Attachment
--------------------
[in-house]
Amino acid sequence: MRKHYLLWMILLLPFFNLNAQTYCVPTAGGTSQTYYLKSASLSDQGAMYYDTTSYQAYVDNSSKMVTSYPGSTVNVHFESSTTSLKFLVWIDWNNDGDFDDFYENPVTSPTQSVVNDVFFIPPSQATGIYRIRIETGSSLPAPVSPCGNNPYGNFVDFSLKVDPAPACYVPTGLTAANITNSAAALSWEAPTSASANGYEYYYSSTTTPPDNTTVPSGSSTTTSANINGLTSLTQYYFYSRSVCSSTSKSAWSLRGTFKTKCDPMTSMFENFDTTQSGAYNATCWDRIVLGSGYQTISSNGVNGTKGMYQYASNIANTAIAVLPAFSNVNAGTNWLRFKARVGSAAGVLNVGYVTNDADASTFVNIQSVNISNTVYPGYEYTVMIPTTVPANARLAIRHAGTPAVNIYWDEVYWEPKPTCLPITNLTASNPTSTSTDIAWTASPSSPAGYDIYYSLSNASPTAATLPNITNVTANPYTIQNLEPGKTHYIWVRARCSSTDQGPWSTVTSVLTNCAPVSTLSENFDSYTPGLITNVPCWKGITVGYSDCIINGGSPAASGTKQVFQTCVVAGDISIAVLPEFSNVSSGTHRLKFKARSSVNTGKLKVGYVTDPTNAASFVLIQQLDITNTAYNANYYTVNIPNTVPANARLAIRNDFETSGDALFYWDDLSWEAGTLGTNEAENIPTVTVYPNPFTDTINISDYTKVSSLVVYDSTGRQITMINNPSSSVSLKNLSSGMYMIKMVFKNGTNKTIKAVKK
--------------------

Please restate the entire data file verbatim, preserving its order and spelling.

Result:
[in-house]
Amino acid sequence: MRKHYLLWMILLLPFFNLNAQTYCVPTAGGTSQTYYLKSASLSDQGAMYYDTTSYQAYVDNSSKMVTSYPGSTVNVHFESSTTSLKFLVWIDWNNDGDFDDFYENPVTSPTQSVVNDVFFIPPSQATGIYRIRIETGSSLPAPVSPCGNNPYGNFVDFSLKVDPAPACYVPTGLTAANITNSAAALSWEAPTSASANGYEYYYSSTTTPPDNTTVPSGSSTTTSANINGLTSLTQYYFYSRSVCSSTSKSAWSLRGTFKTKCDPMTSMFENFDTTQSGAYNATCWDRIVLGSGYQTISSNGVNGTKGMYQYASNIANTAIAVLPAFSNVNAGTNWLRFKARVGSAAGVLNVGYVTNDADASTFVNIQSVNISNTVYPGYEYTVMIPTTVPANARLAIRHAGTPAVNIYWDEVYWEPKPTCLPITNLTASNPTSTSTDIAWTASPSSPAGYDIYYSLSNASPTAATLPNITNVTANPYTIQNLEPGKTHYIWVRARCSSTDQGPWSTVTSVLTNCAPVSTLSENFDSYTPGLITNVPCWKGITVGYSDCIINGGSPAASGTKQVFQTCVVAGDISIAVLPEFSNVSSGTHRLKFKARSSVNTGKLKVGYVTDPTNAASFVLIQQLDITNTAYNANYYTVNIPNTVPANARLAIRNDFETSGDALFYWDDLSWEAGTLGTNEAENIPTVTVYPNPFTDTINISDYTKVSSLVVYDSTGRQITMINNPSSSVSLKNLSSGMYMIKMVFKNGTNKTIKAVKK